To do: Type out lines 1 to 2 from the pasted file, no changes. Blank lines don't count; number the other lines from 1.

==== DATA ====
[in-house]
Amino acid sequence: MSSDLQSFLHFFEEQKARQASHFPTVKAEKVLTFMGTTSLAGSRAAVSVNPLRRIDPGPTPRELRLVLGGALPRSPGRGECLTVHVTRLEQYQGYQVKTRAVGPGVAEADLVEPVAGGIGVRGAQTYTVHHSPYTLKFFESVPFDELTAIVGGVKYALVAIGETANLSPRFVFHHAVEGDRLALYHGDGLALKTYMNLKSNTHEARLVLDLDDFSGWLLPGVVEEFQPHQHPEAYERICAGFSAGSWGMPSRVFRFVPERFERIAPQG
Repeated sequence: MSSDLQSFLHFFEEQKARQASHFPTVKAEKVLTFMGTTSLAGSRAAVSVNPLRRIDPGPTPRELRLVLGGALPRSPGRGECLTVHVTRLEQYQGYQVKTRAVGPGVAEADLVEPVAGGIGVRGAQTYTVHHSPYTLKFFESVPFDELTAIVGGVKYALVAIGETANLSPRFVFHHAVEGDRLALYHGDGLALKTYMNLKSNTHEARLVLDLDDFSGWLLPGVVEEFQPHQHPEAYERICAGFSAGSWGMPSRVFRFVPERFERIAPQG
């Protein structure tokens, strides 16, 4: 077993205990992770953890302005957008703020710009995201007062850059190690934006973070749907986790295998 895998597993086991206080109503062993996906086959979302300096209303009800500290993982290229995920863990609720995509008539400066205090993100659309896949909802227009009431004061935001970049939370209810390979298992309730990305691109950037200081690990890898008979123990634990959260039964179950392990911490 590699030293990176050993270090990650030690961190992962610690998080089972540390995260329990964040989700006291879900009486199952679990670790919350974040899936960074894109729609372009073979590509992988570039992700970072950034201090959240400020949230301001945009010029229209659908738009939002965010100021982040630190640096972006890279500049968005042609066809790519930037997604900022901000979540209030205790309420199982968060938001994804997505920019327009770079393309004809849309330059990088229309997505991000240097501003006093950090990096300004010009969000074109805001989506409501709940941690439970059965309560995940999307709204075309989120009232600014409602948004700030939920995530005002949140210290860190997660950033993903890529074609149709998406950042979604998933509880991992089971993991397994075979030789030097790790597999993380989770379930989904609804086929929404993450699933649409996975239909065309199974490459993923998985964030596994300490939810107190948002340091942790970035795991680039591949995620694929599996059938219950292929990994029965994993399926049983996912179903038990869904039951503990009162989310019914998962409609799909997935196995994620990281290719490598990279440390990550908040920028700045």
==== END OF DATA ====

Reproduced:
[in-house]
Amino acid sequence: MSSDLQSFLHFFEEQKARQASHFPTVKAEKVLTFMGTTSLAGSRAAVSVNPLRRIDPGPTPRELRLVLGGALPRSPGRGECLTVHVTRLEQYQGYQVKTRAVGPGVAEADLVEPVAGGIGVRGAQTYTVHHSPYTLKFFESVPFDELTAIVGGVKYALVAIGETANLSPRFVFHHAVEGDRLALYHGDGLALKTYMNLKSNTHEARLVLDLDDFSGWLLPGVVEEFQPHQHPEAYERICAGFSAGSWGMPSRVFRFVPERFERIAPQG